Video games, contrary to some public opinion, can teach a variety of different skills. This is true not just of educational games where players have to remember important historical dates to move on to the next stage, but also of games where players have to be able to organize their equipment and budget for which character gets what. It might sound silly, but it can carry over into how players think when they’ve put down their controller.
Limited Resources, Save The Big Guns
Most people operate on a given amount of money at a given time. Young people on an allowance or minimum wage job, older people on a salary. Once someone has had a certain job for a certain amount of time, they can gauge what they can expect. Surviving and saving on a certain amount can be hard, unless one is familiar with the rules of video games like Resident Evil, or even the Final Fantasy series, where saving and budgeting are keys to victory.
Take Resident Evil, a survival/horror game where players have to escape a nightmare mansion filled with the walking dead, among other creatures. In this game health is scarce, and weapons are rare. So when a player gets a big gun or an ammunition cache, or even a powerful health item, they squirrel it away for when they really, really need it. This often translates into saving things like bonus checks, and other “surprises” that gamers get until such a date as they feel they really need them. In game this sometimes translates to not using the most powerful items for the whole game, which is a lot like saving all your birthday money and letting it accrue interest until retirement.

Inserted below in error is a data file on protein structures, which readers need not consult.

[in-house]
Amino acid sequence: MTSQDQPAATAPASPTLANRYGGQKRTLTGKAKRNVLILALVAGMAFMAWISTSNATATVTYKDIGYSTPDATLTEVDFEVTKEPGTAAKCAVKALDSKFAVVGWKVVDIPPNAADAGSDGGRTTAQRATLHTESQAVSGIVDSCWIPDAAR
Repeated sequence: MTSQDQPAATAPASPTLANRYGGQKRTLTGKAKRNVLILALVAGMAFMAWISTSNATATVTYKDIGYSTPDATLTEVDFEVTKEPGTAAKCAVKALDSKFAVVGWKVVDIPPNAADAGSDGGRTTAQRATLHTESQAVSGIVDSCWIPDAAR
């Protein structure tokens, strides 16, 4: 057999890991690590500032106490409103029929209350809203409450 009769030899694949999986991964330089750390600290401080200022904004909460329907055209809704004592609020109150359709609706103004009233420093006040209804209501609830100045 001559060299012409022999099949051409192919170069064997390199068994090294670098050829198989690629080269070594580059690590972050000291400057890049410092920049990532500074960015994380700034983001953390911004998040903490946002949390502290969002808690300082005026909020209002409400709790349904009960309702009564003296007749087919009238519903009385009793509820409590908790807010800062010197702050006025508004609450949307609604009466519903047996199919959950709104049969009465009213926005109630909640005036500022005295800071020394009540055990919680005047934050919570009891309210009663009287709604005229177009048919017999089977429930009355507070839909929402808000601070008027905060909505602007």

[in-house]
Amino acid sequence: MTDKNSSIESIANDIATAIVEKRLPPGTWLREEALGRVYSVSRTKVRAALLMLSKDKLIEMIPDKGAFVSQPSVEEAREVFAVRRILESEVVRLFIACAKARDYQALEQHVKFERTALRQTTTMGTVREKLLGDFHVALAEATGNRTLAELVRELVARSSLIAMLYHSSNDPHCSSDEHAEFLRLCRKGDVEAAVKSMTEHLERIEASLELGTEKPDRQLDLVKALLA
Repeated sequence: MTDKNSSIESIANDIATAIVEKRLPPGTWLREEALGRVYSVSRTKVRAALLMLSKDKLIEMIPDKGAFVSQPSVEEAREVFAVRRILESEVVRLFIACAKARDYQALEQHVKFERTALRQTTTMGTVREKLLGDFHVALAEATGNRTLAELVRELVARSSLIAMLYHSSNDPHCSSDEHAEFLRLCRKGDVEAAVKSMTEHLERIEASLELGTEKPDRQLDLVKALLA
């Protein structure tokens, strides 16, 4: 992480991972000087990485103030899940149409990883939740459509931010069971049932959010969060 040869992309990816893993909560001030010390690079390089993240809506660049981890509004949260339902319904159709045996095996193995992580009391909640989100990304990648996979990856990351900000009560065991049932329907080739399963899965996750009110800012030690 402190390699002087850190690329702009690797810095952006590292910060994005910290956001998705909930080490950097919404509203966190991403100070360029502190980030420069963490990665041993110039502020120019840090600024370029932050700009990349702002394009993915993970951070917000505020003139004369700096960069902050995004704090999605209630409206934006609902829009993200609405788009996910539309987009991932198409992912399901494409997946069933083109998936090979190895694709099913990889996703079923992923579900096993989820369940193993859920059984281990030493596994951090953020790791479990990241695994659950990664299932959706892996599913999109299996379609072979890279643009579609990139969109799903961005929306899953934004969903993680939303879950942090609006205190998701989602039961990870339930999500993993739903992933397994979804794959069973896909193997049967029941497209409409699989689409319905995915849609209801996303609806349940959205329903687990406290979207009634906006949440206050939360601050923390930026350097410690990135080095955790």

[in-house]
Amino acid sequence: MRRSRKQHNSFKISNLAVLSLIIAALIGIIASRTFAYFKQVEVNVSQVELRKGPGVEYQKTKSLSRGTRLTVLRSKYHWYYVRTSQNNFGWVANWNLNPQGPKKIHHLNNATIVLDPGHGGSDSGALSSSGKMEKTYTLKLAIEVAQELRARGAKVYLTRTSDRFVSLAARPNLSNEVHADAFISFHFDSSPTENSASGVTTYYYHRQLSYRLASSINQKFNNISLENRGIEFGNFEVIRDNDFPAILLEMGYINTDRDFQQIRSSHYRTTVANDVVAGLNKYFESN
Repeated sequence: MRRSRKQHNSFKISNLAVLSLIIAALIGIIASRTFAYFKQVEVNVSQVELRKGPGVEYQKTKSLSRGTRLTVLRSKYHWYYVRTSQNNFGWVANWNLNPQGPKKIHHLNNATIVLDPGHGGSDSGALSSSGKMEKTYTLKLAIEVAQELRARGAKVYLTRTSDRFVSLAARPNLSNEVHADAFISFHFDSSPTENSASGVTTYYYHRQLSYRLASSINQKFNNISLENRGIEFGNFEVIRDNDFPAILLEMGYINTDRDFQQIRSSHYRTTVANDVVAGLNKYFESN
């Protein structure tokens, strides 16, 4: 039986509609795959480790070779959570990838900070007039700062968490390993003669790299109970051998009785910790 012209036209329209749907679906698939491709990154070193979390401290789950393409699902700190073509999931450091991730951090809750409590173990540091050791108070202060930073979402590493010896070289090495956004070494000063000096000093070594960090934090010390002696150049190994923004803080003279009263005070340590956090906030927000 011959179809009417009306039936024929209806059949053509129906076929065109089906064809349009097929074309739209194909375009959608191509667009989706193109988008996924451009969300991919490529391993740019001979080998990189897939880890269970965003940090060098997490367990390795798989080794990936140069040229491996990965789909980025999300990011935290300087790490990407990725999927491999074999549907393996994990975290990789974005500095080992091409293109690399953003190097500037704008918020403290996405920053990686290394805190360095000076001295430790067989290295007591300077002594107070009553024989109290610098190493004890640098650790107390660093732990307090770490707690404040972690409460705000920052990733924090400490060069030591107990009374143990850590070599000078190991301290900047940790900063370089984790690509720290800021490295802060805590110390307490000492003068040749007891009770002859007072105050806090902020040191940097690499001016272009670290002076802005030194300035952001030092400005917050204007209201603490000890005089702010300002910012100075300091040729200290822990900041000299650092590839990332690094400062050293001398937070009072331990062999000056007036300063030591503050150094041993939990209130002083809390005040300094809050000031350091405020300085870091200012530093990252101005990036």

Understanding the Grind, and Setting Goals
Managing a budget is often about setting financial goals, and crunching the numbers. Video games have required this from players forever. From Legend of Zelda to World of Warcraft, there is a direct link between the grind (in the game it’s fighting monsters, in the real world it’s going to work), and getting the resources players need to buy new equipment, gain in power, etc. In short, video games help form the direct link behind work and reward, and it helps people understand exactly what they get for how much work they perform.
This understanding can be essential to planning a proper budget, and understanding how much work has to be done in order to get the rewards a player wants. While a player might not like picking up an extra shift at work, or showing up for additional job training, it’s been learned from games that those are the things one has to do in order to get promotions and to reach the next goal. When combined with an understanding of how to best plot out a budget, this understanding of the connect between performance and reward is one that cannot be overemphasized. It is, after all, the entire reason why people work at all.
The author is a freelance writer as well as an author of several virtual currency articles written in MMOBUX